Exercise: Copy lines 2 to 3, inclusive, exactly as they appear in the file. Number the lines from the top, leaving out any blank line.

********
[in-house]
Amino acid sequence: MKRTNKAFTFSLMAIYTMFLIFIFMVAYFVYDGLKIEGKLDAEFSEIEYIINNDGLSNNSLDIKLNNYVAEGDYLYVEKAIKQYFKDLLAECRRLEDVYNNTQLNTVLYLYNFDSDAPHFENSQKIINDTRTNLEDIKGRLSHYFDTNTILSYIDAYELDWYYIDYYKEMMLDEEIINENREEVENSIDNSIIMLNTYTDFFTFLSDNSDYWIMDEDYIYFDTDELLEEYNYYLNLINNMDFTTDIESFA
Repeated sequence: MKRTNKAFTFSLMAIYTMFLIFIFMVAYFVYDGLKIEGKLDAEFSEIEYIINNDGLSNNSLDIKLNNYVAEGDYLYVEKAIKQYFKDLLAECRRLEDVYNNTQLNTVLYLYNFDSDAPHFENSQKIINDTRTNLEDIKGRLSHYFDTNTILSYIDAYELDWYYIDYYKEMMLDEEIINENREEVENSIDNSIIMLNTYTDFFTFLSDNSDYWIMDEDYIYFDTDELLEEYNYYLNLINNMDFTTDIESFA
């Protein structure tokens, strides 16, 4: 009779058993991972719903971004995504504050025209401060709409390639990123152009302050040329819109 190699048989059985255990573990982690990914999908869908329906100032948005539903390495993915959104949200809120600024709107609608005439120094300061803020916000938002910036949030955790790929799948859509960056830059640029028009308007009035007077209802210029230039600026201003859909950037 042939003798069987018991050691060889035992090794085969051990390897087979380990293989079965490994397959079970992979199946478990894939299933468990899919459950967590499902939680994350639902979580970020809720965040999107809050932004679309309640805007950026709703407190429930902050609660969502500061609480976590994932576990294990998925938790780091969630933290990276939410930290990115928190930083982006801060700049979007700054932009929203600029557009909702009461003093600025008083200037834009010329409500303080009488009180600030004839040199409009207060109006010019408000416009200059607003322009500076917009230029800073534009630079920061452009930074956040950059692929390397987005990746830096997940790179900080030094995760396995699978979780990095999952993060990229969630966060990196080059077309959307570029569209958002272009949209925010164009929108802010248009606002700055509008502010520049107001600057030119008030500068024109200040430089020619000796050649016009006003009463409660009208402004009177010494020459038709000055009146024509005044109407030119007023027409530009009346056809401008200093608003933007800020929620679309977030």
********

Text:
Amino acid sequence: MKRTNKAFTFSLMAIYTMFLIFIFMVAYFVYDGLKIEGKLDAEFSEIEYIINNDGLSNNSLDIKLNNYVAEGDYLYVEKAIKQYFKDLLAECRRLEDVYNNTQLNTVLYLYNFDSDAPHFENSQKIINDTRTNLEDIKGRLSHYFDTNTILSYIDAYELDWYYIDYYKEMMLDEEIINENREEVENSIDNSIIMLNTYTDFFTFLSDNSDYWIMDEDYIYFDTDELLEEYNYYLNLINNMDFTTDIESFA
Repeated sequence: MKRTNKAFTFSLMAIYTMFLIFIFMVAYFVYDGLKIEGKLDAEFSEIEYIINNDGLSNNSLDIKLNNYVAEGDYLYVEKAIKQYFKDLLAECRRLEDVYNNTQLNTVLYLYNFDSDAPHFENSQKIINDTRTNLEDIKGRLSHYFDTNTILSYIDAYELDWYYIDYYKEMMLDEEIINENREEVENSIDNSIIMLNTYTDFFTFLSDNSDYWIMDEDYIYFDTDELLEEYNYYLNLINNMDFTTDIESFA